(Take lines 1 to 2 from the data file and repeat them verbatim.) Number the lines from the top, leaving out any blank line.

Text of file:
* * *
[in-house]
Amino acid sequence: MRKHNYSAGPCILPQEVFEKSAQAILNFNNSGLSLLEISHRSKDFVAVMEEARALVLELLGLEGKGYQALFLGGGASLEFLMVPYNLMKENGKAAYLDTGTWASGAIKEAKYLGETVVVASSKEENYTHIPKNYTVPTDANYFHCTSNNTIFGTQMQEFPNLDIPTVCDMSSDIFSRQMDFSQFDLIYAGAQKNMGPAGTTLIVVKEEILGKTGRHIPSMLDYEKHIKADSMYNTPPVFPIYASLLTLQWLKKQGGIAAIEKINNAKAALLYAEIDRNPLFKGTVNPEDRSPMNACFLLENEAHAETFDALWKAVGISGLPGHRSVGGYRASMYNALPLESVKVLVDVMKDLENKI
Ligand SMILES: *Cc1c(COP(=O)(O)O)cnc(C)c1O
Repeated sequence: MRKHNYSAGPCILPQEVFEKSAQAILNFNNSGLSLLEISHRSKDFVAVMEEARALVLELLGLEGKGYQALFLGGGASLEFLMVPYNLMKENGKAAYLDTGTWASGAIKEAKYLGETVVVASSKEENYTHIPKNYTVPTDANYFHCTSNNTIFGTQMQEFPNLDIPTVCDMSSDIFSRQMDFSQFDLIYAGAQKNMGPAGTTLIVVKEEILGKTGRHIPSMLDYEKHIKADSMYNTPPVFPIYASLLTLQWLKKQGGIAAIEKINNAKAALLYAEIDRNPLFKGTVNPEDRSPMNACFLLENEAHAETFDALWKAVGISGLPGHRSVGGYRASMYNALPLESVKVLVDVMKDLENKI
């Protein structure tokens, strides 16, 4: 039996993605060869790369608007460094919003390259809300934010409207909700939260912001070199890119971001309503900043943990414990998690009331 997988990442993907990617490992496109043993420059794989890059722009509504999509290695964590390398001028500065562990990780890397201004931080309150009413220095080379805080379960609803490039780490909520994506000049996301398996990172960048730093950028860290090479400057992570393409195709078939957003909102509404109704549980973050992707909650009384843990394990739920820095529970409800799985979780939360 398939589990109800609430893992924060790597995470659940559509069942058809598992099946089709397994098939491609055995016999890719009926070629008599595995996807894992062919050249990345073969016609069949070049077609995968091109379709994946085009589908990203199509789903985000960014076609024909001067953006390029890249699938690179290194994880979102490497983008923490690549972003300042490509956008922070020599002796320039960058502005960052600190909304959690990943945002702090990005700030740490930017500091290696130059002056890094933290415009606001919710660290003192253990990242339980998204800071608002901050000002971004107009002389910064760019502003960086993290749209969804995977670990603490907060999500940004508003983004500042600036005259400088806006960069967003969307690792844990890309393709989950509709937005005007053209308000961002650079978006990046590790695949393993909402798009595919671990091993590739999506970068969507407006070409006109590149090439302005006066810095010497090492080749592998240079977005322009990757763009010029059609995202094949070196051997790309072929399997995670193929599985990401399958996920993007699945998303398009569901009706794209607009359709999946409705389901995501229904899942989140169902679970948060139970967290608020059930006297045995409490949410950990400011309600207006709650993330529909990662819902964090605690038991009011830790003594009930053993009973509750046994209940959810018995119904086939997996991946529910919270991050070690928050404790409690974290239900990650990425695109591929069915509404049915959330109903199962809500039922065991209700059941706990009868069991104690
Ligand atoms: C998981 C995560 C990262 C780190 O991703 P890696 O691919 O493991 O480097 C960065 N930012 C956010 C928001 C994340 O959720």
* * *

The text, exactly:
[in-house]
Amino acid sequence: MRKHNYSAGPCILPQEVFEKSAQAILNFNNSGLSLLEISHRSKDFVAVMEEARALVLELLGLEGKGYQALFLGGGASLEFLMVPYNLMKENGKAAYLDTGTWASGAIKEAKYLGETVVVASSKEENYTHIPKNYTVPTDANYFHCTSNNTIFGTQMQEFPNLDIPTVCDMSSDIFSRQMDFSQFDLIYAGAQKNMGPAGTTLIVVKEEILGKTGRHIPSMLDYEKHIKADSMYNTPPVFPIYASLLTLQWLKKQGGIAAIEKINNAKAALLYAEIDRNPLFKGTVNPEDRSPMNACFLLENEAHAETFDALWKAVGISGLPGHRSVGGYRASMYNALPLESVKVLVDVMKDLENKI